Like many NFL draft and signing hopefuls who just finished their college football season, Eastern running back Isaiah Johnson is competing in bowl games to get his name and image out to the world and in front of scouts. The difference between Johnson and all the other hopefuls that have played with him in the FCS National Bowl and the Spiral Tropical Bowl: Johnson has won MVP in both games.
Johnson accumulated 128 total yards of offense and scored one touchdown in the FCS National Bowl to earn offensive MVP honors back for his team in December and again took home hardware after rushing for 67 yards on four carries and one touchdown in the FBS Tropical Bowl.
The bowl games for Johnson provide him another chance to showcase his talent, which he believes to be NFL caliber in front of pro scouts. The MVP awards are just the fruits of that labor and evidence to talent level and potential he brings to the field.
“It just kind of builds my resume a little bit more coming from a small college,” Johnson said. “Just to show that we can play in bigger games with bigger schools.”
The Tropical Bowl gave Johnson just the chance he was looking for to show he is more than just a talented running back at the FCS level. Players from Notre Dame, Tennessee, Miami, Ole Miss, Mississippi State and Indiana all competed alongside Johnson in that game. And in the end, it would be Johnson who would stand out from them all.
Now with the bowl games behind him and the awards on the shelf, Johnson is turning his sites toward the NFL with a new-found outlook on his chances from the Tropical Bowl.
“It just gave me that kind of confidence to feel like I actually can play with those guys and have the ability to take it to that level,” Johnson said.
Johnson has been talking with agents and has met with scouts. NFL teams already showing interest in Johnson include the Arizona Cardinals, who he met with, and the Oakland Raiders and Cleveland Browns, both of which sent letters to his high school to conduct a background check on him.
The Seattle Seahawks and the New York Jets both had him fill out questionnaires and things for Johnson, who just over a month ago was sitting in classrooms on Eastern’s campus, are quickly turning to talks of playing professional football.
His family has been “hyping him up” over the prospect of playing in the NFL, but for Johnson, all of it still seems surreal.
“It kind of feels a lot unreal because it’s only like your dream, and your dream is kind of turning into goals, and it seems like they’re getting a little achievable,” Johnson said.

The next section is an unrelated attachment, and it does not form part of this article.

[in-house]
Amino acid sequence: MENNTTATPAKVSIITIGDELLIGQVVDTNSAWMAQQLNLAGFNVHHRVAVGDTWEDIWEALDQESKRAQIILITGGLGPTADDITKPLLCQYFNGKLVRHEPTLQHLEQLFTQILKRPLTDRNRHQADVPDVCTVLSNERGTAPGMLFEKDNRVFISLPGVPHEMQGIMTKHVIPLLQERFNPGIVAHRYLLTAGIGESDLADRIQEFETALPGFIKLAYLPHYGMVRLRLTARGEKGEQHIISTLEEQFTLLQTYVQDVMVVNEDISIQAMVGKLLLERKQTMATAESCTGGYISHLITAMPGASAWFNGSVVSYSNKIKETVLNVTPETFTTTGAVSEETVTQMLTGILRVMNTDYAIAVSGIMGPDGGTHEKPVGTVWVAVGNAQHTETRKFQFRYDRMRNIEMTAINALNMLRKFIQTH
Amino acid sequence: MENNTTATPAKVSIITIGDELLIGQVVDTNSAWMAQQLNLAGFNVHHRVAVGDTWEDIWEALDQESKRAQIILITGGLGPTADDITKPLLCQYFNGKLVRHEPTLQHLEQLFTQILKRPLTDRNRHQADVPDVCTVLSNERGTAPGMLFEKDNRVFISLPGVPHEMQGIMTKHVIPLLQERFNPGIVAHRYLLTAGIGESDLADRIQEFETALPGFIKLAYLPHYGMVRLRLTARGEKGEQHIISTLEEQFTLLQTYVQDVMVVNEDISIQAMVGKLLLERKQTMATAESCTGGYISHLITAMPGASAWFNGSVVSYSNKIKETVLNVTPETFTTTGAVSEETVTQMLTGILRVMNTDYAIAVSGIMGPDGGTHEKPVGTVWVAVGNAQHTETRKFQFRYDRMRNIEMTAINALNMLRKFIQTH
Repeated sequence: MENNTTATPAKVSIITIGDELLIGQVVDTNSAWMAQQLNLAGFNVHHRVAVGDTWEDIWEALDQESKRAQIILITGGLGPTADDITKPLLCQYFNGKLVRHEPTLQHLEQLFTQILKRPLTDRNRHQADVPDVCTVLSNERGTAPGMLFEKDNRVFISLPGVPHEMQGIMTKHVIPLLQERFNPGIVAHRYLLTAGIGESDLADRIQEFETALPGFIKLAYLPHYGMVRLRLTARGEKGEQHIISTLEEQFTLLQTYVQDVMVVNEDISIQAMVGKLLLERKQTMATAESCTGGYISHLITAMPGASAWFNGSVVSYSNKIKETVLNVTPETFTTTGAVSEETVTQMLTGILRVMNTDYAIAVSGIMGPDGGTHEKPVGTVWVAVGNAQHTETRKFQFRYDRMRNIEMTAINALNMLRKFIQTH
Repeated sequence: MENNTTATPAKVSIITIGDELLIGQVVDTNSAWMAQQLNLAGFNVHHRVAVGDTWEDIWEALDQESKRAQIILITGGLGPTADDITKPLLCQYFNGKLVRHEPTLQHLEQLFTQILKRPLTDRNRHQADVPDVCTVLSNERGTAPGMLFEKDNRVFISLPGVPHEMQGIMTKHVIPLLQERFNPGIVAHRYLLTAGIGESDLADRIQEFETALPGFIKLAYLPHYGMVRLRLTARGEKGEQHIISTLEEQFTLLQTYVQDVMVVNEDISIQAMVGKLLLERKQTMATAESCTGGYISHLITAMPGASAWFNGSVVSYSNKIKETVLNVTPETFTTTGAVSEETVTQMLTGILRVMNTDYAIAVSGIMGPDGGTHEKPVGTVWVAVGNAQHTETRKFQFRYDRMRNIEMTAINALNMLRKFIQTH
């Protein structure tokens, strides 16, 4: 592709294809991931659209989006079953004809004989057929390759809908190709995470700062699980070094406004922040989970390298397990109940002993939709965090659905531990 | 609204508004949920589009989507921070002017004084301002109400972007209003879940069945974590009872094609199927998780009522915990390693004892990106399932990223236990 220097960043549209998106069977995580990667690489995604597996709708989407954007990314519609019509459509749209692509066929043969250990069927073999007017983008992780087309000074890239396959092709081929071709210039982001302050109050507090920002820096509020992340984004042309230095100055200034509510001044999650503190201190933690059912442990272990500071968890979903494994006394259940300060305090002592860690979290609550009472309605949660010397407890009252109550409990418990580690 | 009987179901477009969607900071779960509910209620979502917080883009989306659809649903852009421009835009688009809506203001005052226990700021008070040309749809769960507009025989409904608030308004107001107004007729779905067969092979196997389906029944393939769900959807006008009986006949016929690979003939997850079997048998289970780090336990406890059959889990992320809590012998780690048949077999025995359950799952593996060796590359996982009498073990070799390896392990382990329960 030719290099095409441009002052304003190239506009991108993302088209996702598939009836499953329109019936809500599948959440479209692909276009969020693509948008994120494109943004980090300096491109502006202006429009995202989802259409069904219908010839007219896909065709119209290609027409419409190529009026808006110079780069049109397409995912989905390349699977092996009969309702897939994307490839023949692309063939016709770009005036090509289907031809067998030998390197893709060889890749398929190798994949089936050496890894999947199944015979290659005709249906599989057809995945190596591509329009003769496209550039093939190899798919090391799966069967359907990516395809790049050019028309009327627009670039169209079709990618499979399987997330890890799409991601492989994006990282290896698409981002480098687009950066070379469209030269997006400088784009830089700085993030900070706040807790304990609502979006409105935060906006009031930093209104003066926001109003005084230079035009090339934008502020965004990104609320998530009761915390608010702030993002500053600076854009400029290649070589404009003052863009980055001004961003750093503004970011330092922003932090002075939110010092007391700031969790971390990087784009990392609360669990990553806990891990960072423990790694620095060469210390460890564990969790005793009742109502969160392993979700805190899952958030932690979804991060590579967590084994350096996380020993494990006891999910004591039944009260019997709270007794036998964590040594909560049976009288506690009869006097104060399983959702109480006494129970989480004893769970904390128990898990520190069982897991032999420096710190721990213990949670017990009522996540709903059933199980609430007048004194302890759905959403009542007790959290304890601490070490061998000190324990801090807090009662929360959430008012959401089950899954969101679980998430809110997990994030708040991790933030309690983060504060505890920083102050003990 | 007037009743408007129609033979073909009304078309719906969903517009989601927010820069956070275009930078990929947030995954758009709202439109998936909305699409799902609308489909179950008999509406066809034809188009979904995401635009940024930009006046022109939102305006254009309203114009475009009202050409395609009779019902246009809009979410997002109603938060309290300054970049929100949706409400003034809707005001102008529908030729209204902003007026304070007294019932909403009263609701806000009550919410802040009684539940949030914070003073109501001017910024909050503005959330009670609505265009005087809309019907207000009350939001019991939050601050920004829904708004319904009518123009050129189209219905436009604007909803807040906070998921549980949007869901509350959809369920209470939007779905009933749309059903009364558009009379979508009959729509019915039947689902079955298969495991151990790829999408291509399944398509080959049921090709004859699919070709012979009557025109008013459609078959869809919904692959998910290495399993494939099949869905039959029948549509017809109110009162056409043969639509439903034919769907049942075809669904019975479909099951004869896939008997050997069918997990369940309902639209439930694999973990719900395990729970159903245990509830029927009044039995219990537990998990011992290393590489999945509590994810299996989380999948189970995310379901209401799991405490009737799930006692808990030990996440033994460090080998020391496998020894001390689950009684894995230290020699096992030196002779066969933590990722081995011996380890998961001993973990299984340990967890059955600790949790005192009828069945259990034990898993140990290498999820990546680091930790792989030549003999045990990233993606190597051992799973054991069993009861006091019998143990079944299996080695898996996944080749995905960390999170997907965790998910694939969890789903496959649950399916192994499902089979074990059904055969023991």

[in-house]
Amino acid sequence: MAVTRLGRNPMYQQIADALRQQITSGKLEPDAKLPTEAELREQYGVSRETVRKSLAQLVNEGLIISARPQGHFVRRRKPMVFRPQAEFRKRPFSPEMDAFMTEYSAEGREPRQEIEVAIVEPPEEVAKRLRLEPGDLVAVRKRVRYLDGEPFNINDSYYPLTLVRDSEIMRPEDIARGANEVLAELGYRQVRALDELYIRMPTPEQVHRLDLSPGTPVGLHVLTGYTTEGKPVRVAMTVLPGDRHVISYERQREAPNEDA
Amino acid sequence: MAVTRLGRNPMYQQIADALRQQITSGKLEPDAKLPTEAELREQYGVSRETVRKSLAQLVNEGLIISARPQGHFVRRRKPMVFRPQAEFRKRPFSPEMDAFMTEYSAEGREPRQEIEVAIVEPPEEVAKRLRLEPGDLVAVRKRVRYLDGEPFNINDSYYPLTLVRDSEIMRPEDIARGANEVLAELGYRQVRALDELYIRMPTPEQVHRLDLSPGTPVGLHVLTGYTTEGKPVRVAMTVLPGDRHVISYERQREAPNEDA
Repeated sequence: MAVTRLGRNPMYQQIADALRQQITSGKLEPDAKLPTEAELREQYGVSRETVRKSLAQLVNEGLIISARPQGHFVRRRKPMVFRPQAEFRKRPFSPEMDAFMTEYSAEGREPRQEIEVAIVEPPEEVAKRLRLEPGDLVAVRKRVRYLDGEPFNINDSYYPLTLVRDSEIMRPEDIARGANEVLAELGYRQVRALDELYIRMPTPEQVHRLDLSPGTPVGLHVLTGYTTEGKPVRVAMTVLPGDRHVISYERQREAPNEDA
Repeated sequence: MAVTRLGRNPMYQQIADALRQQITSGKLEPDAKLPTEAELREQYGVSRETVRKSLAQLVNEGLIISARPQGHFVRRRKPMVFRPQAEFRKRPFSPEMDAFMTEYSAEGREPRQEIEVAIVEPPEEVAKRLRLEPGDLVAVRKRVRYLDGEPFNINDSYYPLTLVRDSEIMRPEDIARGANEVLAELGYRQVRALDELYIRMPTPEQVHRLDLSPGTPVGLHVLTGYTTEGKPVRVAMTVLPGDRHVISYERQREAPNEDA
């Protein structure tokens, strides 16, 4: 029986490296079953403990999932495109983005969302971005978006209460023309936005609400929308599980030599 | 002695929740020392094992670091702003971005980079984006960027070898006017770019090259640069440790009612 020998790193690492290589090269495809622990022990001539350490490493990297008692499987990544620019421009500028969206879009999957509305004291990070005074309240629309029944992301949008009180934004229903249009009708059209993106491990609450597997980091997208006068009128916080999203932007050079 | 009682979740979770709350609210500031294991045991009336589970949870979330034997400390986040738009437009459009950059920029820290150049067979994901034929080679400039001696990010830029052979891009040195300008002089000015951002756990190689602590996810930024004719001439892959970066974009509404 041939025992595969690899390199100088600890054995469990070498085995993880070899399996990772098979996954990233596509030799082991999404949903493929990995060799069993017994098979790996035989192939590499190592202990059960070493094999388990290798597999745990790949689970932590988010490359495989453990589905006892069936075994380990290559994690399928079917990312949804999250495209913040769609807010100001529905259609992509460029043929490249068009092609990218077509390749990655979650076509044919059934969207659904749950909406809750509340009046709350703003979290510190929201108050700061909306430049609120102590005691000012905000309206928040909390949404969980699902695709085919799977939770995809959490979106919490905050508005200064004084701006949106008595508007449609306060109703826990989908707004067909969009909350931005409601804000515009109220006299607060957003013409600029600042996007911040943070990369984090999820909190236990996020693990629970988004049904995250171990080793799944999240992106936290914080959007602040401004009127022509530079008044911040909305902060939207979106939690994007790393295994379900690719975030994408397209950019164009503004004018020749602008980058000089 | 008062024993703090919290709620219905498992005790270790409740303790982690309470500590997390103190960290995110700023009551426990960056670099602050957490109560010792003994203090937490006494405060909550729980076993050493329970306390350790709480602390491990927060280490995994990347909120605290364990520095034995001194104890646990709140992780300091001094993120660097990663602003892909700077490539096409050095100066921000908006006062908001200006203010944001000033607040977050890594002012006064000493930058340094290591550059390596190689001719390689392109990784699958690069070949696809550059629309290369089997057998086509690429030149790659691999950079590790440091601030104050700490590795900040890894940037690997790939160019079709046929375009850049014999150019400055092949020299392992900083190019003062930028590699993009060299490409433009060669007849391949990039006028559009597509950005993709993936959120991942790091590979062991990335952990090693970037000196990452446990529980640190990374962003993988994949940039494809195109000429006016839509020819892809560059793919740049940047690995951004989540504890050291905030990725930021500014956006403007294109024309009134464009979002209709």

When Johnson committed to playing at Eastern after transferring from Moorpark Junior College, he looked at Eastern’s other NFL success stories like Mike Shanahan, Sean Payton, Kamu Grugier-Hill, Tony Romo and Jimmy Garoppollo and figured if he could come to Eastern and play well, that the NFL could be a real possibility for him.
Having “Isaiah Johnson” be the next name on that list is something that is important to Johnson not just for his own reasons, but he also wants to help give Eastern a bigger name on the national stage.
“As long as you think they had the chance, you can feel like you have a chance,” Johnson said. “I think it will be a great thing for the university to have another athlete get out there at that level because I think we have a lot of pride in our program and we have great history, and I think we can turn this small school aspect into a bigger school aspect and just bring more of a reality input to this program of what we can do here.”
Johnson was always confident in his ability as an athlete in high school and junior college, and he has been an all-conference player since he was sophomore in high school to back it up. He ran for a team-high 708 yards for Eastern’s pass-first offense last season and was named to the OVC’s all-second team.
He has really never had any reason to doubt his potential. But the prospect of playing in the NFL is a different animal all together.
Johnson was a bit nervous to be playing in front of so many scouts before the FCS Scout Bowl, so nervous in fact that during a practice he dropped a wide-open pass, something the sure-handed Johnson rarely does.
“When the ball was in the air I was just thinking a bit too much, but after that drop happened it kind of just broke me in a little bit and it kind of just knocked away all the nerves,” Johnson said.
Talking to agents, scouts, dealing with the process of transitioning into the NFL can be overwhelming for players coming from Alabama or Clemson, much less Eastern.
But, luckily Johnson has some company on the journey. Former teammates Alexander Hollins and Aaron Gooch are dealing with the same things as Johnson.
Particularly in the case of Hollins, both he and Johnson came to Eastern from junior colleges and quickly became all-conference talents with NFL potential.
“(Hollins and I) definitely have that same kind of mindset about it because we both came from junior colleges, so we kind of take big pride in that, and it’s just like that’s one of the lowest levels of football you can play in, and to be in the position that we are now is kind of like a little brotherhood that junior college players form,” Johnson said.
Johnson still has a lot to do and a lot to prove before NFL teams start filling out their rosters for the 2019-2020 season, but if the first month of his offseason has been any indication, he is certainly headed in the right direction.
JJ Bullock can be reached at 581-2812 or [email protected]